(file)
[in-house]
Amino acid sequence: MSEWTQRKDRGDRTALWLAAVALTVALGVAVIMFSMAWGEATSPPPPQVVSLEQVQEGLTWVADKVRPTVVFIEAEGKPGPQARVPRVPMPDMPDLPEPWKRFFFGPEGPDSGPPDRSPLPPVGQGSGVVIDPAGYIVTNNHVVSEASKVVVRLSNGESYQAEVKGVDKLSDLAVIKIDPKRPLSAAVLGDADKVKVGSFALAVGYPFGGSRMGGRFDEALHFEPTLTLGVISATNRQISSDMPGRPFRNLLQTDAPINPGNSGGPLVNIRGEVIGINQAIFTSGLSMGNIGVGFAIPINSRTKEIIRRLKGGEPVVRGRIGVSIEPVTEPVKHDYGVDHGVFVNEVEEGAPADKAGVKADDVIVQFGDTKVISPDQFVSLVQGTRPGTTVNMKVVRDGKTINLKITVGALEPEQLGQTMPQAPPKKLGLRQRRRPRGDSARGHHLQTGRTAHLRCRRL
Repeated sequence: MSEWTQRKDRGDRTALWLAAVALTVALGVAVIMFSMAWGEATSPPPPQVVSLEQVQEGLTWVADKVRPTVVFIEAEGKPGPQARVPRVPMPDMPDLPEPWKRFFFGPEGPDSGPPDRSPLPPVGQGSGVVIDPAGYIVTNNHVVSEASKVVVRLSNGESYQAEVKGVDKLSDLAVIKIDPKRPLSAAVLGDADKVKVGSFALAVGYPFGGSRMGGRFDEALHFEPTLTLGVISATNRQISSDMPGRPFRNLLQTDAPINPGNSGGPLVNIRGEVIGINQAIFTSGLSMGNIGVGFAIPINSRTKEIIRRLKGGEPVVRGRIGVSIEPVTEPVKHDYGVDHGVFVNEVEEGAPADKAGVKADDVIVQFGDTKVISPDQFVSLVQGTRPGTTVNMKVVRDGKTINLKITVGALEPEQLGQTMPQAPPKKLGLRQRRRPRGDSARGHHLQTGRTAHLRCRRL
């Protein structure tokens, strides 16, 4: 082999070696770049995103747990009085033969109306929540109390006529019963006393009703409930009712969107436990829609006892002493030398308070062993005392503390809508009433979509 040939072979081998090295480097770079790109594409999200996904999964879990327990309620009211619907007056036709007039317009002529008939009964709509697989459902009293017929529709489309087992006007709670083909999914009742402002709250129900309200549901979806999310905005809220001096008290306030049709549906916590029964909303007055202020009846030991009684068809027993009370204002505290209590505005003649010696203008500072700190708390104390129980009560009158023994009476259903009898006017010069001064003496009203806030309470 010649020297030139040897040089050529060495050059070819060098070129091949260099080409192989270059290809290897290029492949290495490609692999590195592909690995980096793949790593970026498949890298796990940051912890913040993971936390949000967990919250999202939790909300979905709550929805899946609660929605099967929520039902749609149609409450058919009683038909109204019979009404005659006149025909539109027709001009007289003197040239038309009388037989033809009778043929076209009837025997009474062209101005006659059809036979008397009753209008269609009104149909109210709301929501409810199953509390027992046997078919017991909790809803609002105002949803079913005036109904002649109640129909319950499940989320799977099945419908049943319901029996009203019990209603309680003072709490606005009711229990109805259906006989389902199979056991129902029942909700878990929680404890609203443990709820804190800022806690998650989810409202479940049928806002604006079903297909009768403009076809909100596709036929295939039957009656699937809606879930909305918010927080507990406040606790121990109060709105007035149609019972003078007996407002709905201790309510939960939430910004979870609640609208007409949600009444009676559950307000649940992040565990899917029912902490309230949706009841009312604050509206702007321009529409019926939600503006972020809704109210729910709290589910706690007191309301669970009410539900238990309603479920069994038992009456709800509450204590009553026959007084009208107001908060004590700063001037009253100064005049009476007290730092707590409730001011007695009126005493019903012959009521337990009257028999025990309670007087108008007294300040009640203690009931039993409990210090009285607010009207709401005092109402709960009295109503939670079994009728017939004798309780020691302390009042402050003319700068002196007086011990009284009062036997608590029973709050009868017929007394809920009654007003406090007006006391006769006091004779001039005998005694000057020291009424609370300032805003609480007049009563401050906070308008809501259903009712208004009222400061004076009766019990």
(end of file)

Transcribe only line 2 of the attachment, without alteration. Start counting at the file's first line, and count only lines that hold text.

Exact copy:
Amino acid sequence: MSEWTQRKDRGDRTALWLAAVALTVALGVAVIMFSMAWGEATSPPPPQVVSLEQVQEGLTWVADKVRPTVVFIEAEGKPGPQARVPRVPMPDMPDLPEPWKRFFFGPEGPDSGPPDRSPLPPVGQGSGVVIDPAGYIVTNNHVVSEASKVVVRLSNGESYQAEVKGVDKLSDLAVIKIDPKRPLSAAVLGDADKVKVGSFALAVGYPFGGSRMGGRFDEALHFEPTLTLGVISATNRQISSDMPGRPFRNLLQTDAPINPGNSGGPLVNIRGEVIGINQAIFTSGLSMGNIGVGFAIPINSRTKEIIRRLKGGEPVVRGRIGVSIEPVTEPVKHDYGVDHGVFVNEVEEGAPADKAGVKADDVIVQFGDTKVISPDQFVSLVQGTRPGTTVNMKVVRDGKTINLKITVGALEPEQLGQTMPQAPPKKLGLRQRRRPRGDSARGHHLQTGRTAHLRCRRL